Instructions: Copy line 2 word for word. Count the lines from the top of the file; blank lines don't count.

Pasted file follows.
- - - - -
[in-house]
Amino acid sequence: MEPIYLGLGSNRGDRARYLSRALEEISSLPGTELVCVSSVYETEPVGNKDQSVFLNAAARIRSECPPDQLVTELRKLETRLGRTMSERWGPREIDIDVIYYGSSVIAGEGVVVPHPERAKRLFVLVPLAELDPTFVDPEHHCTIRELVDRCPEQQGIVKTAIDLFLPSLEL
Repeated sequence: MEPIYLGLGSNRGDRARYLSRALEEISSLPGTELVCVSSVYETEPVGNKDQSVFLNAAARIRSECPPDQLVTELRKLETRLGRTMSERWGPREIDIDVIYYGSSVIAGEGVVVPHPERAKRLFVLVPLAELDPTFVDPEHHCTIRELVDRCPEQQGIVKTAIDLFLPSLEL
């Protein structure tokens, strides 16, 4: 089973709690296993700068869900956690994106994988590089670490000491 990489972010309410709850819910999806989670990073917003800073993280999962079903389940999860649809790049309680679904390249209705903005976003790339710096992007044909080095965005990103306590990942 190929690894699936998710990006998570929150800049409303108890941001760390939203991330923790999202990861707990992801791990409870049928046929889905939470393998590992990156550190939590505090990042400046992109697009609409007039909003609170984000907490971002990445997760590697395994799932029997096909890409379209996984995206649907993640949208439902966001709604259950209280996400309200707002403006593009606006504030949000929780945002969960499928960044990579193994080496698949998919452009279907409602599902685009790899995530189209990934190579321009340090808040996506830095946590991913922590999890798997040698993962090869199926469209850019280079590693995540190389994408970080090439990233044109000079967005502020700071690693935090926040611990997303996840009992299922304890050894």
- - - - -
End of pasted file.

Amino acid sequence: MEPIYLGLGSNRGDRARYLSRALEEISSLPGTELVCVSSVYETEPVGNKDQSVFLNAAARIRSECPPDQLVTELRKLETRLGRTMSERWGPREIDIDVIYYGSSVIAGEGVVVPHPERAKRLFVLVPLAELDPTFVDPEHHCTIRELVDRCPEQQGIVKTAIDLFLPSLEL